P and L Management is the practice of measuring, controlling, and improving a company’s financial performance. In finance, P&L management is referred to as profit and loss management or cost accounting. The function of P&L management as noted by Fintalent’s P&L Management Consultants is to plan for, measure performance of, control costs associated with the activities that contribute to a business’ profits or losses.
What is P&L Management?
P&L management is the process of measuring and improving a company’s financial performance. At a high level, it involves identifying all expenses, analyzing the current costs and determining what can be changed to reduce these expenses. It also involves analyzing the revenue, predicting future revenue streams and how much profit will be generated from this revenue. The outcome of all these efforts is shown in the income statement for each business unit or division within a company, which shows how much money was earned or lost over a specified time period, typically one year.
P&L management is sometimes confused with budgeting. However, the primary difference between the two is that budgeting involves creating a plan for how expenses and revenue will be incurred, while P&L management addresses how a company can improve its financial performance. It also differs from planning because it takes place after the plan has been set.
What Is an Income Statement?
An income statement shows a company’s financial performance over a specific period of time (generally one year). It breaks down revenues earned or lost and all associated expenses incurred in producing these revenues, including taxes paid and interest paid. The end result of subtracting total costs from total revenue is referred to as net income or earnings before tax (EBT).
Different Types of Income Statement
The income statement can be divided into four major categories, each one tailored for a specific purpose:
Sales Analysis. This type of statement includes only sales revenue and associated costs. Under this category are statements such as cost of goods sold (COGS), gross margins, and other revenue items that are associated with sales revenue. These types of statements measure the performance of a company’s products or services by comparing the total costs that were incurred in producing sales revenue to the total revenue earned – how much profit is generated.
Cost Analysis. An income statement based on “costs” only measures how much money was spent to produce a given amount of revenues or profit (net income). This category includes a statement such as gross profit, operating expenses, and other expenses that are typically associated with revenue-generating steps. This is the most common type of income statement and reflects the practices used by companies before activity-based costing (ABC).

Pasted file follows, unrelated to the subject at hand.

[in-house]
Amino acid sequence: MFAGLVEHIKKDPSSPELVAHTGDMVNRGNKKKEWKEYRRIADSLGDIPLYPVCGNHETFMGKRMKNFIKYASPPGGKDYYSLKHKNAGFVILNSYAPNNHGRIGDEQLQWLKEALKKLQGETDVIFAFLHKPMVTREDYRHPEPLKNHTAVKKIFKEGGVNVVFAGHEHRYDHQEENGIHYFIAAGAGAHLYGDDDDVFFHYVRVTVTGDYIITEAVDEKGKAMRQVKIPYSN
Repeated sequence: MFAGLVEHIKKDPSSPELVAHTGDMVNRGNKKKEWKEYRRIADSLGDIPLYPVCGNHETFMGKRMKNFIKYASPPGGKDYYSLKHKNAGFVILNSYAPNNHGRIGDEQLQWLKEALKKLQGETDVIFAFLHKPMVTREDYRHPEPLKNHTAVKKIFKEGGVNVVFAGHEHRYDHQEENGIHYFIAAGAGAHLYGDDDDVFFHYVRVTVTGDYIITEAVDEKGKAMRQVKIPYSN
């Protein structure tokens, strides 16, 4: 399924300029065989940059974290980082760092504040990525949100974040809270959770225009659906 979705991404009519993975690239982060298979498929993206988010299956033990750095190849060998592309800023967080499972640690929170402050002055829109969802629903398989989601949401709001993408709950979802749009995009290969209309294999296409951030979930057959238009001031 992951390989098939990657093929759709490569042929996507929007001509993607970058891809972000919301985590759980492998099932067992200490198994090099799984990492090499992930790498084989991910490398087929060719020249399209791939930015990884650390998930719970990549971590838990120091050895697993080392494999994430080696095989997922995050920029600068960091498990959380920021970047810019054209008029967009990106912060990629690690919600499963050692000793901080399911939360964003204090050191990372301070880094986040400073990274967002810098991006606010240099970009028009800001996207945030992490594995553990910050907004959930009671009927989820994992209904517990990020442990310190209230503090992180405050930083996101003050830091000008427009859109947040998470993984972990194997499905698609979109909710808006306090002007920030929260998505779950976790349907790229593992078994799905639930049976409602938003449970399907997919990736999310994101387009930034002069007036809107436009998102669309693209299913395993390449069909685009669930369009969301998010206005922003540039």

Process Analysis. This income statement also only includes a company’s costs incurred to produce revenues but it does not break down the revenue sources in terms of sales or costs or any other method of categorizing them. For example, if a company sold similar products at different prices and had different tax rates for each product sold, then the company would report these numbers as gross margin rather than gross profit. It’s also possible for this type of statement to include expenses not directly tied to producing revenues. For example, the cost of producing a product or the cost of preparing a customer’s order may be included. This is referred to as overhead expenses and is not easily broken down by type. In addition, it’s also possible for some expenses to be excluded from this category. For example, if certain costs are not directly tied to producing revenues they’re often excluded from a cost analysis, including interest paid on borrowed funds and non-cash expenses such as depreciation, amortization, or stock options.
Planning. A statement based on cost, profit, and other measures typically used for planning purposes as opposed to performance measurement. For example, a statement such as cash flow from operations or return on investment (ROI) may be included in this category and are not directly tied to the company’s sales or revenues.
Which is the Right Income Statement for My Business?
Although many people use the term “income statement” to refer to the total revenue line and gross profit line of an income statement, it should be noted that it is not necessarily correct. As mentioned in the previous section, many companies report this information differently depending on their financial goals, which is why many companies have multiple types of statements that they use to measure their performance.
For example, a company that competes in a hostile marketplace may include interest costs or other non-operating costs to their income statement to compare their performance against rivals and assess the danger of bankruptcy. However, a more stable company may exclude these costs from their income statement in order to better compare its performance against other companies and project future earnings.
The Right Income Statement for You
Because every business is different and has its own needs, there is no one “perfect income statement” for every business owner. But by understanding how each works you’ll be able to determine which one is right for your company. If you have any questions about which type of statement is right for you, or need any assistance in creating your own income statement, please don’t hesitate to contact us.
Fintalent’s P&L Management Consultants can easily help you with the details of any financial statements and reports you need. Simply contact us today and let us know your needs.